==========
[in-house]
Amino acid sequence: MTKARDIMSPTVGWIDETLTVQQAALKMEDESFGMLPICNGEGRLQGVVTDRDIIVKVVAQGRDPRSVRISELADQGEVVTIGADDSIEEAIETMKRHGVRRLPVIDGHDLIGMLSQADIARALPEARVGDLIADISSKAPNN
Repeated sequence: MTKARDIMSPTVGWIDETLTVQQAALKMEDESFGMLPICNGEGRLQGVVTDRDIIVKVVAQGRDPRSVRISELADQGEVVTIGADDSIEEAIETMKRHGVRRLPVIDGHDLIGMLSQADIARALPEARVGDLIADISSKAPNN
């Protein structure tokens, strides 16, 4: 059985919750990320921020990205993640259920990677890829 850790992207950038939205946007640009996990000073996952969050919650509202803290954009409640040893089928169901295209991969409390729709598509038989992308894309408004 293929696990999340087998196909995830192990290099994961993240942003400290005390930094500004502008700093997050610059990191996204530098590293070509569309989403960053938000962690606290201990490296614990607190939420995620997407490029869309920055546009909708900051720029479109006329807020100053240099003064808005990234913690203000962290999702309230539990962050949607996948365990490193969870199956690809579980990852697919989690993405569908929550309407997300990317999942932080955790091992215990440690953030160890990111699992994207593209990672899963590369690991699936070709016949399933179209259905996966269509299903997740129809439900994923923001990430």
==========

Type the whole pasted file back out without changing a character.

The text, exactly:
[in-house]
Amino acid sequence: MTKARDIMSPTVGWIDETLTVQQAALKMEDESFGMLPICNGEGRLQGVVTDRDIIVKVVAQGRDPRSVRISELADQGEVVTIGADDSIEEAIETMKRHGVRRLPVIDGHDLIGMLSQADIARALPEARVGDLIADISSKAPNN
Repeated sequence: MTKARDIMSPTVGWIDETLTVQQAALKMEDESFGMLPICNGEGRLQGVVTDRDIIVKVVAQGRDPRSVRISELADQGEVVTIGADDSIEEAIETMKRHGVRRLPVIDGHDLIGMLSQADIARALPEARVGDLIADISSKAPNN
């Protein structure tokens, strides 16, 4: 059985919750990320921020990205993640259920990677890829 850790992207950038939205946007640009996990000073996952969050919650509202803290954009409640040893089928169901295209991969409390729709598509038989992308894309408004 293929696990999340087998196909995830192990290099994961993240942003400290005390930094500004502008700093997050610059990191996204530098590293070509569309989403960053938000962690606290201990490296614990607190939420995620997407490029869309920055546009909708900051720029479109006329807020100053240099003064808005990234913690203000962290999702309230539990962050949607996948365990490193969870199956690809579980990852697919989690993405569908929550309407997300990317999942932080955790091992215990440690953030160890990111699992994207593209990672899963590369690991699936070709016949399933179209259905996966269509299903997740129809439900994923923001990430």